What we would really like is guidance. There are several questions we would like answered, but the lack of guidance is of great concern. Regulators might be trained, but we feel like “the tail is wagging the dog” in many aspects. We are documenting the process we will follow and asking if it is right. For us it is right, but is it what the regulators want? So, we “cuss and discuss” the issues, document our reasoning and hope that the regulators understand where we are coming from. Yes, they say that implementation time will be allotted before we are criticized, but “it takes a great deal of time to turn that aircraft carrier around.”

AT: Could you give us examples of what specific questions you would like answered or what type of guidance would be beneficial to assist with better implementation of the CDD Rule?

AMR: Is it okay to solely document the beneficial owner—not the interim business owners? What is right when combining currency transaction reports (CTRs)? What if the interim process is an Office of Foreign Assets Control (OFAC) match—do we use the 50 percent rule? Is it correct to report a 314(a) match, when it is not specifically stated? What are some of the triggers that regulators want us to develop? There are many issues to consider.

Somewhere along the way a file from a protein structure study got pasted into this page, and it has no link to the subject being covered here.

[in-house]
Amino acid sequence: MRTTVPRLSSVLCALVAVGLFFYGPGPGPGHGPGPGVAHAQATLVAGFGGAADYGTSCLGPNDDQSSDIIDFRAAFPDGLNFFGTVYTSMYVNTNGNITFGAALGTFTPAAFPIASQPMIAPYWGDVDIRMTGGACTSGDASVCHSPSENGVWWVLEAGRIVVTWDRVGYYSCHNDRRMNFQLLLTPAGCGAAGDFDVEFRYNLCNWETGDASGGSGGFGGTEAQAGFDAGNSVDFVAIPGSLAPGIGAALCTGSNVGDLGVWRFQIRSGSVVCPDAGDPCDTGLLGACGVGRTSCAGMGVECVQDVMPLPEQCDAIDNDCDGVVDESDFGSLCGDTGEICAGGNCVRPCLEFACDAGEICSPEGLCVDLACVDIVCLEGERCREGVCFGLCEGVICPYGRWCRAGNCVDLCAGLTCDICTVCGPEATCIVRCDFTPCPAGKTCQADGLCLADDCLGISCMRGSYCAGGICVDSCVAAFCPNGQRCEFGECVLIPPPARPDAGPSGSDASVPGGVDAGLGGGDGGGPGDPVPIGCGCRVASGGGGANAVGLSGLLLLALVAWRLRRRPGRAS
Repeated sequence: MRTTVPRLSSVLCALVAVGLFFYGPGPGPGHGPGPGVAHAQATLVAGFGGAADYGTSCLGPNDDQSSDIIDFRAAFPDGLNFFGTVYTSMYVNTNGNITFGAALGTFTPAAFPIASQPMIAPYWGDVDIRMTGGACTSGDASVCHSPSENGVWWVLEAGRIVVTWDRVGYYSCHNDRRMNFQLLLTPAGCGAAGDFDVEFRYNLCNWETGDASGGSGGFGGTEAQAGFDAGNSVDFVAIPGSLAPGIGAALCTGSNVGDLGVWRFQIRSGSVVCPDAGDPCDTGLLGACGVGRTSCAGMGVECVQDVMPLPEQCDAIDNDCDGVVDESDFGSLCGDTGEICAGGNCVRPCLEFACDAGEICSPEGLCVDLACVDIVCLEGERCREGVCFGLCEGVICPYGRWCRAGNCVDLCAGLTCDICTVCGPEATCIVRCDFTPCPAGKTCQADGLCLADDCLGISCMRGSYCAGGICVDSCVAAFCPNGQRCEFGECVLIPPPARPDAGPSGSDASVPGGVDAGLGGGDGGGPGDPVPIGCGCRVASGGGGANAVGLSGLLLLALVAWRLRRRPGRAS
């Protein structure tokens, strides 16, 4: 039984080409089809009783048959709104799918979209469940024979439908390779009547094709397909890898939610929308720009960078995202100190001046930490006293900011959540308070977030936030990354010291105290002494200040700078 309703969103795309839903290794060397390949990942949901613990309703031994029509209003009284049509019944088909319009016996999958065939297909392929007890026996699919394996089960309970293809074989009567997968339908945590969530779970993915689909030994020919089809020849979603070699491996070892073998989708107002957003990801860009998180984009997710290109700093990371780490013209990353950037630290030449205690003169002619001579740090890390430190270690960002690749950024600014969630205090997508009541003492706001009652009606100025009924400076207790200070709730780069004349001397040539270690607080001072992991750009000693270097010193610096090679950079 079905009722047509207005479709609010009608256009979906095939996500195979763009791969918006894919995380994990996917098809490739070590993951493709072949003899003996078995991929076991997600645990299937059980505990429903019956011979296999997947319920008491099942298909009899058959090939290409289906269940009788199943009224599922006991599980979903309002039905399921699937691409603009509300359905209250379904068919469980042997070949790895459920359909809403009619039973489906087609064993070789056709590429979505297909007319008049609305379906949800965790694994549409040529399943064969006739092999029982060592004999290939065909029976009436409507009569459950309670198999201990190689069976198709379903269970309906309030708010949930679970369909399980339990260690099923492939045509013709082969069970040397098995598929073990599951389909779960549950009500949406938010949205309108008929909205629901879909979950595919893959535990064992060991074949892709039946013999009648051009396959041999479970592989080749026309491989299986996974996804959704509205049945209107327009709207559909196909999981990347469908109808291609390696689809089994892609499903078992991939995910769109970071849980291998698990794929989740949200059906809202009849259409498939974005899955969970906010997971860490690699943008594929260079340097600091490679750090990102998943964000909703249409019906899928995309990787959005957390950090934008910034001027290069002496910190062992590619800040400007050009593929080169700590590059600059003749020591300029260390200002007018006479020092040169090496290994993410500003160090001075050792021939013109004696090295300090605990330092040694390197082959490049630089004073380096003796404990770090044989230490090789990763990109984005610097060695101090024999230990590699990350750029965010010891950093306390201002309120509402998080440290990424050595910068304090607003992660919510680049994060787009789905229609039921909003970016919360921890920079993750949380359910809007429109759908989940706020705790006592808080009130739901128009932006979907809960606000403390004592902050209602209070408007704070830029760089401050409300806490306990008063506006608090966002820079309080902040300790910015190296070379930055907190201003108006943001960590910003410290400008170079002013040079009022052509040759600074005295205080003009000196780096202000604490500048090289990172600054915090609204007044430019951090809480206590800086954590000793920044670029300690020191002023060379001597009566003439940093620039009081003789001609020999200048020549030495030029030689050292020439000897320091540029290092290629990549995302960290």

AT: Also, what role is technology playing in the implementation of the CDD Rule?

AMR: Technology is huge—we have to obtain, review and update when the beneficial owners are triggered and document this process. However, for smaller banks, they might not have the IT focus as larger banks do. They still need the information to carry the process forward. Many of the mid-sized banks have IT departments, but must wait to get in line for their services. In addition, many of these banks rely on vendors to run their processes. I am not sure how many times I have heard that we are the first to bring this to their attention. Au contraire! The vendors have to keep their eye on the ball too! But, it is the bank’s ultimate liability and it takes a long time to change vendors—but, we will!

AT: I have had the privilege of interviewing you a few times and publishing some of your articles. In your 2014 ACAMS Today article How Can You Not?, you stated that human trafficking (HT) education is one of your passions. Where are we now four years later with HT education?